# Homework Help: Should be an easy proof

1. Oct 1, 2008

### nicksauce

1. The problem statement, all variables and given/known data
Show that for all positive a,b
a+b <= a^2/b + b^2/a

3. The attempt at a solution
This simplifies to showing that
(a+b)(ab) <= a^3 + b^3
a^2b + b^2a <= a^3 + b^3

But I'm not really sure where to go from here... any hint would be appreciated.

2. Oct 2, 2008

### Phrak

It's Interesting that a+b = a^2/b + b^2/a when a=b.

So I might presume that a+b < a^2/b + b^2/a when a not equal b.

Try b = a + epsilon, and eliminate b.

Apply it to a^2b + b^2a <= a^3 + b^3.

3. Oct 2, 2008

How does this look?

As noted, if $$a = b$$ we have equality. Since the original expression is symmetric in the two variables, we can assume W.L.O.G. that $$a < b$$.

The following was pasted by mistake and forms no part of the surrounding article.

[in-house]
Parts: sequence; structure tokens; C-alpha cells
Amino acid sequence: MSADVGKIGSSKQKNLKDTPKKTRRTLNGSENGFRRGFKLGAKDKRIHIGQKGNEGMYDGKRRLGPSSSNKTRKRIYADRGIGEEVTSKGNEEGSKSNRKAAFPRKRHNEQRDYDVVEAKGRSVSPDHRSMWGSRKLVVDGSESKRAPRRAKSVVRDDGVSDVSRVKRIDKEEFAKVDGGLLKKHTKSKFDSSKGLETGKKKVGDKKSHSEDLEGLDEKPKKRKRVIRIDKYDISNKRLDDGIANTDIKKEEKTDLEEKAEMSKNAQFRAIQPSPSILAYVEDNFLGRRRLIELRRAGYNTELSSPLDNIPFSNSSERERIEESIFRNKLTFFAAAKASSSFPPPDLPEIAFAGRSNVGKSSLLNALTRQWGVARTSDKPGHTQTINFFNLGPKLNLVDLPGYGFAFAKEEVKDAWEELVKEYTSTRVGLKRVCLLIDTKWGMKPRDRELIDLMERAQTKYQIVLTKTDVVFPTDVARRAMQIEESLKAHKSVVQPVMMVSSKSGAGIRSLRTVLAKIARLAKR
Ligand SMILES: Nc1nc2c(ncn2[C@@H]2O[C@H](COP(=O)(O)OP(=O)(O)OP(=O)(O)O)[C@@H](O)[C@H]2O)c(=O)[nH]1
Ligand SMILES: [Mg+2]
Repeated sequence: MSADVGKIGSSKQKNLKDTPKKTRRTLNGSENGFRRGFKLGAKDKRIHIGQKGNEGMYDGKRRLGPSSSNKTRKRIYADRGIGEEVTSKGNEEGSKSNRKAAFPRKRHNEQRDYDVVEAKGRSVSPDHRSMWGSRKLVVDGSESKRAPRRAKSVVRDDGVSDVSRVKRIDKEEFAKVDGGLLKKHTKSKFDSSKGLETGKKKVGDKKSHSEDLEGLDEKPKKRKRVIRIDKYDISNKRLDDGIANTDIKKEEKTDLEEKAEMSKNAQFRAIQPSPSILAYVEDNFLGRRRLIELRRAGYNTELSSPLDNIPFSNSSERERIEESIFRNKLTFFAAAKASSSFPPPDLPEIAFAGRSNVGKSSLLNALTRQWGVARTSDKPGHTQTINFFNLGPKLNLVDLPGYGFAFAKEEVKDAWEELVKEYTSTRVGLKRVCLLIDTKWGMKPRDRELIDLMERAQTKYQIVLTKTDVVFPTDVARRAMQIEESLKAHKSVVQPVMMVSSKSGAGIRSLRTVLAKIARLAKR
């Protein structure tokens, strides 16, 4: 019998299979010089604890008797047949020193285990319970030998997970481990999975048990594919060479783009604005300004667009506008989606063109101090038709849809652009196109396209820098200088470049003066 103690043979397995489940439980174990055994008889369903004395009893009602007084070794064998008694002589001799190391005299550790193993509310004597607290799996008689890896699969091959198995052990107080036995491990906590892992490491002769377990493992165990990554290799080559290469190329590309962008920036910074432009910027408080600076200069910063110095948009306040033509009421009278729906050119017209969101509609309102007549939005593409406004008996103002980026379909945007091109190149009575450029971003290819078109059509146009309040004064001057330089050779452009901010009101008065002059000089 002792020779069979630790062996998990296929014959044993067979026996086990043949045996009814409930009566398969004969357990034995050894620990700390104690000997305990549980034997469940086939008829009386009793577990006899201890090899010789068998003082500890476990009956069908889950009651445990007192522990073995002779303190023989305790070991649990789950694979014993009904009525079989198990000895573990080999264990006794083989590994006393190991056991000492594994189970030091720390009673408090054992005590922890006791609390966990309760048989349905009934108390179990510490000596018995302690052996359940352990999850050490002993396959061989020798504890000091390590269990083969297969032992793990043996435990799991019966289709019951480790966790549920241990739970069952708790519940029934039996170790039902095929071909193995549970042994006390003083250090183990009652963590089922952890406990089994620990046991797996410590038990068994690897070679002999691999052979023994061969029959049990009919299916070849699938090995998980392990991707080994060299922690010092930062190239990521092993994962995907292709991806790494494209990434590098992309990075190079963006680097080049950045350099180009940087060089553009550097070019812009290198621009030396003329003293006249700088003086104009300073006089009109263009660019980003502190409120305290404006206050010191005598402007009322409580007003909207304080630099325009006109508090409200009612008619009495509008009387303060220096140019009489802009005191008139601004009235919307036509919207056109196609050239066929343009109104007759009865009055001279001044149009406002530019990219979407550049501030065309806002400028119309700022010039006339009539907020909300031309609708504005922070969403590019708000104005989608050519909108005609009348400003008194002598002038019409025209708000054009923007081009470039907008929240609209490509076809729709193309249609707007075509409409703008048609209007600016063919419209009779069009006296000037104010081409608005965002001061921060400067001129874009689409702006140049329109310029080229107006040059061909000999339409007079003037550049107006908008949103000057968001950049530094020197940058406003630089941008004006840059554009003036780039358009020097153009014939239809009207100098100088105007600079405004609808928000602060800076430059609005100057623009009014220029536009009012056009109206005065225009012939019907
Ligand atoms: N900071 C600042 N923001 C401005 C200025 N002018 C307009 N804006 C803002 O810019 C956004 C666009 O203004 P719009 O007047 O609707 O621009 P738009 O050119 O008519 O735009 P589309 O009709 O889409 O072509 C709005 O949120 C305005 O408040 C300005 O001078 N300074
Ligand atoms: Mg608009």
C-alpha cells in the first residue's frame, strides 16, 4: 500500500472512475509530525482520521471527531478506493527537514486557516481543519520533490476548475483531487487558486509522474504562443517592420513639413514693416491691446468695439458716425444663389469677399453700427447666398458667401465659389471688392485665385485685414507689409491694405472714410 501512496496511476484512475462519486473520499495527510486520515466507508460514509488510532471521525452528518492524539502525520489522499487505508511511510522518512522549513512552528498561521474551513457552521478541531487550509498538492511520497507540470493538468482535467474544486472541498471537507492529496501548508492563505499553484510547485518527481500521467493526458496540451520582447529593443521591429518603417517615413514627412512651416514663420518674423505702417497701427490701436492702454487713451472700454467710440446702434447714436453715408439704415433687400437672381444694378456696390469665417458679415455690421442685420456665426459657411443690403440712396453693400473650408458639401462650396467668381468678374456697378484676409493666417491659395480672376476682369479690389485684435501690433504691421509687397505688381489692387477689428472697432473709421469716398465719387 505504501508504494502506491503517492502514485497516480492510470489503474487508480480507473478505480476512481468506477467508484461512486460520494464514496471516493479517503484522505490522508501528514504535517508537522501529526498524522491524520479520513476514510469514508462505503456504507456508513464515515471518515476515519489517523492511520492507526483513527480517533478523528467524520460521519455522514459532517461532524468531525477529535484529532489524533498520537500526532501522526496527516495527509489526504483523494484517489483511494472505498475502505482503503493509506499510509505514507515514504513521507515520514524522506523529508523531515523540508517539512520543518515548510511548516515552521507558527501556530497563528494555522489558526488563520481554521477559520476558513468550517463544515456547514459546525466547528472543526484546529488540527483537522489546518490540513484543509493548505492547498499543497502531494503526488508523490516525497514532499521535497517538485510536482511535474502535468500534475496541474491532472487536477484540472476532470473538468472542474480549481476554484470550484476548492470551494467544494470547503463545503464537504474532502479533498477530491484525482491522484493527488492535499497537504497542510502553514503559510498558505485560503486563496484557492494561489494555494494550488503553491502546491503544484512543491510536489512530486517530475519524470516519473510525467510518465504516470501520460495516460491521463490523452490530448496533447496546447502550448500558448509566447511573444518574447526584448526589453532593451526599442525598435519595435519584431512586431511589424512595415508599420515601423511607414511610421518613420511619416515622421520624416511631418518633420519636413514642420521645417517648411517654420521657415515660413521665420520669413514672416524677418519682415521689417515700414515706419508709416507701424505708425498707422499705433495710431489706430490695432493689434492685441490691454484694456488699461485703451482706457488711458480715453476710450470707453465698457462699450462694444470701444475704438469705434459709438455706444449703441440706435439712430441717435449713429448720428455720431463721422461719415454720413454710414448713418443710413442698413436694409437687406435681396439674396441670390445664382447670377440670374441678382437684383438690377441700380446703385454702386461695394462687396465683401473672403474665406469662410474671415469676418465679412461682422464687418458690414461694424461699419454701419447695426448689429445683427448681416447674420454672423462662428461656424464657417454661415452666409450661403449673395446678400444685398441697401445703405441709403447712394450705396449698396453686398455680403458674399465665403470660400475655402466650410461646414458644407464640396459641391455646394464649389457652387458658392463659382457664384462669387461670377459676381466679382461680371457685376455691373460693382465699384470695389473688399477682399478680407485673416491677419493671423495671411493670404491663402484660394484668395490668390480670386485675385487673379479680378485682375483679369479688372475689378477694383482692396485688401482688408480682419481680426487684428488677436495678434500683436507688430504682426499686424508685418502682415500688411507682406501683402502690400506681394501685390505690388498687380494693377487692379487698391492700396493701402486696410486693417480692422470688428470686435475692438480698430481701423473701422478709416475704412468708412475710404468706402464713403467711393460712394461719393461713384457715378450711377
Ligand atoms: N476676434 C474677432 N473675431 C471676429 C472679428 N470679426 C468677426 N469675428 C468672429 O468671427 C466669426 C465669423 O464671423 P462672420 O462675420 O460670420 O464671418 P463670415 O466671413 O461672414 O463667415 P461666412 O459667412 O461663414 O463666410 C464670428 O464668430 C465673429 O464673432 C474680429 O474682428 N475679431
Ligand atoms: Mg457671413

Then
\begin{align*} a+b & \le \frac{a^2}{b} + \frac{b^2}{a} \\ \intertext{if and only if} a^2b + ab^2 & \le a^3 + b^3 \\ \intertext{if and only if} ab^2 - b^3 & \le a^3 - a^2 b \\ b^2(a-b) & \le a^2 (a-b) \\ \intertext{if and only if} b^2 & \le a^2 \end{align*}

and, since the square function is strictly increasing on the positives, the final statement is true if and only if $$a < b$$.

Since equality holds when the two are equal, and inequality holds when they are not, we are done.

4. Oct 3, 2008

### Gib Z

Perhaps it would have been easier to start with nicksauce's idea:

Try factoring the RHS.

5. Oct 3, 2008